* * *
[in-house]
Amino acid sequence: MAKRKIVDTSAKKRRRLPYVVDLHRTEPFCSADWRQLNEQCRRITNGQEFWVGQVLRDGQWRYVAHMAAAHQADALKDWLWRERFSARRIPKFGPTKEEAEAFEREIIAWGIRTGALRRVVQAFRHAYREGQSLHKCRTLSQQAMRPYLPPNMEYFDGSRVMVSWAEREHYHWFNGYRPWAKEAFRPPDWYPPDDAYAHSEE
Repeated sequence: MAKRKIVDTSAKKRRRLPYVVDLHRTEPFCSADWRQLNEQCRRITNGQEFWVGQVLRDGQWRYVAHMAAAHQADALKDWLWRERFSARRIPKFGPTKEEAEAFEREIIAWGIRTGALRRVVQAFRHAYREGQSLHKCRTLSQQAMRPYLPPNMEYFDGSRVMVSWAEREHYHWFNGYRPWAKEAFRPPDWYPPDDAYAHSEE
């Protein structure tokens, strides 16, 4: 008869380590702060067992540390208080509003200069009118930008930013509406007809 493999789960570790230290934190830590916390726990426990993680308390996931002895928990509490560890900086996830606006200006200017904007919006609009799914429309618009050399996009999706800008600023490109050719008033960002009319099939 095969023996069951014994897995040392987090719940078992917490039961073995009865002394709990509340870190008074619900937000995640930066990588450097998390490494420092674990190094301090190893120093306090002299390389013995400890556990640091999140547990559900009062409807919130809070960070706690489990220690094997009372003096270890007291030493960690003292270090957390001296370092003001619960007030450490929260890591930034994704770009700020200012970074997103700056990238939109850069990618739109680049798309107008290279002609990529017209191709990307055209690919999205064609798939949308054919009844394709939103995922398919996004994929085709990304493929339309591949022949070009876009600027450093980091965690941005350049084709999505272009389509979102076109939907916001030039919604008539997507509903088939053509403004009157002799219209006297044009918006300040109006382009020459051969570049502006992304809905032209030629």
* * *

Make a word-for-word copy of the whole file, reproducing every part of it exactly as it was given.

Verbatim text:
[in-house]
Amino acid sequence: MAKRKIVDTSAKKRRRLPYVVDLHRTEPFCSADWRQLNEQCRRITNGQEFWVGQVLRDGQWRYVAHMAAAHQADALKDWLWRERFSARRIPKFGPTKEEAEAFEREIIAWGIRTGALRRVVQAFRHAYREGQSLHKCRTLSQQAMRPYLPPNMEYFDGSRVMVSWAEREHYHWFNGYRPWAKEAFRPPDWYPPDDAYAHSEE
Repeated sequence: MAKRKIVDTSAKKRRRLPYVVDLHRTEPFCSADWRQLNEQCRRITNGQEFWVGQVLRDGQWRYVAHMAAAHQADALKDWLWRERFSARRIPKFGPTKEEAEAFEREIIAWGIRTGALRRVVQAFRHAYREGQSLHKCRTLSQQAMRPYLPPNMEYFDGSRVMVSWAEREHYHWFNGYRPWAKEAFRPPDWYPPDDAYAHSEE
């Protein structure tokens, strides 16, 4: 008869380590702060067992540390208080509003200069009118930008930013509406007809 493999789960570790230290934190830590916390726990426990993680308390996931002895928990509490560890900086996830606006200006200017904007919006609009799914429309618009050399996009999706800008600023490109050719008033960002009319099939 095969023996069951014994897995040392987090719940078992917490039961073995009865002394709990509340870190008074619900937000995640930066990588450097998390490494420092674990190094301090190893120093306090002299390389013995400890556990640091999140547990559900009062409807919130809070960070706690489990220690094997009372003096270890007291030493960690003292270090957390001296370092003001619960007030450490929260890591930034994704770009700020200012970074997103700056990238939109850069990618739109680049798309107008290279002609990529017209191709990307055209690919999205064609798939949308054919009844394709939103995922398919996004994929085709990304493929339309591949022949070009876009600027450093980091965690941005350049084709999505272009389509979102076109939907916001030039919604008539997507509903088939053509403004009157002799219209006297044009918006300040109006382009020459051969570049502006992304809905032209030629």